Rousseau and Alan Garner

Innocence of the child and of the word
Part of the Language, Discourse, Society book series (LDS)


In the first volume of Alan Garner’s four-volume Stone Quartet (Garner, 1976–8), Mary asks her father, a stonemason, for a book so that she can learn to read. His reply is to take her to Engine Vein, a crevice in the rocks where the miners’ railroad runs, and to send her down into the caves beneath to explore. What Mary finds is her father’s mason mark on the wall of a cave and a daubed bull. It was ‘the most secret place she had ever seen’ — a place where her father’s past and her present history were written, and where everything else converged. When Mary comes out of the cave: ‘The sky seemed a different place. All things led to the bull and the mark and the hand in the cave’ (Garner, 1976, p. 54). Her father takes her home and gives her a book made of stone. This book ‘unlike a book you can open’ which ‘only has one story’, contains ‘all the stories of the world’ (Garner, 1976, pp. 58, 61).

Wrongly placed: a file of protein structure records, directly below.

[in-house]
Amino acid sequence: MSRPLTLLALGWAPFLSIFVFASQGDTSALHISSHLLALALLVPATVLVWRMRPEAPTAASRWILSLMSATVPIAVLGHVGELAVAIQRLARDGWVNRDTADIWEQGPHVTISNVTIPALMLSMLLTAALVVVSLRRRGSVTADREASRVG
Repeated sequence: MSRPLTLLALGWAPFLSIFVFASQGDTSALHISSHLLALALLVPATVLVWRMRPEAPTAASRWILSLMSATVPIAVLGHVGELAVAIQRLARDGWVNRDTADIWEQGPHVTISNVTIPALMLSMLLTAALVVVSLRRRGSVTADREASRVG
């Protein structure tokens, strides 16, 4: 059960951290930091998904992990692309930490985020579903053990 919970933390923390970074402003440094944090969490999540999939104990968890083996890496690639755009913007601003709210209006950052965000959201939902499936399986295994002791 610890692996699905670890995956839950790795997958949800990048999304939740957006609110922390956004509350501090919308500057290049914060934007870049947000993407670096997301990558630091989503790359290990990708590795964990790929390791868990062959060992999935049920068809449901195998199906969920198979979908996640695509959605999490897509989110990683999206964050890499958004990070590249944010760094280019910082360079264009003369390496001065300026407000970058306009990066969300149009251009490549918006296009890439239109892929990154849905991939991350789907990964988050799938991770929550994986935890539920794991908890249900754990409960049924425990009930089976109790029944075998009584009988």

Fairy Tale Linguistic Sign Narrative Fiction Adventure Story Ofthe Child 
These keywords were added by machine and not by the authors. This process is experimental and the keywords may be updated as the learning algorithm improves.


Unable to display preview. Download preview PDF.

Unable to display preview. Download preview PDF.


  1. 10.
    Much controversy surrounds the provenance, authorship and audience of Charles Perrault’s fairy tales; these questions, together with the issue of their relationship to oral and literate culture in the seventeenth century, are examined in Marc Soriano, Le dossier Charles Perrault (Soriano, 1972) and in the introduction to Perrault’s Contes (Perrault, 1967).Google Scholar
  2. 11.
    See Francis Mulhern, The Moment of Scrutiny (Mulhern, 1979).Google Scholar

Copyright information

© Jacqueline Rose 1992

Authors and Affiliations

There are no affiliations available

Personalised recommendations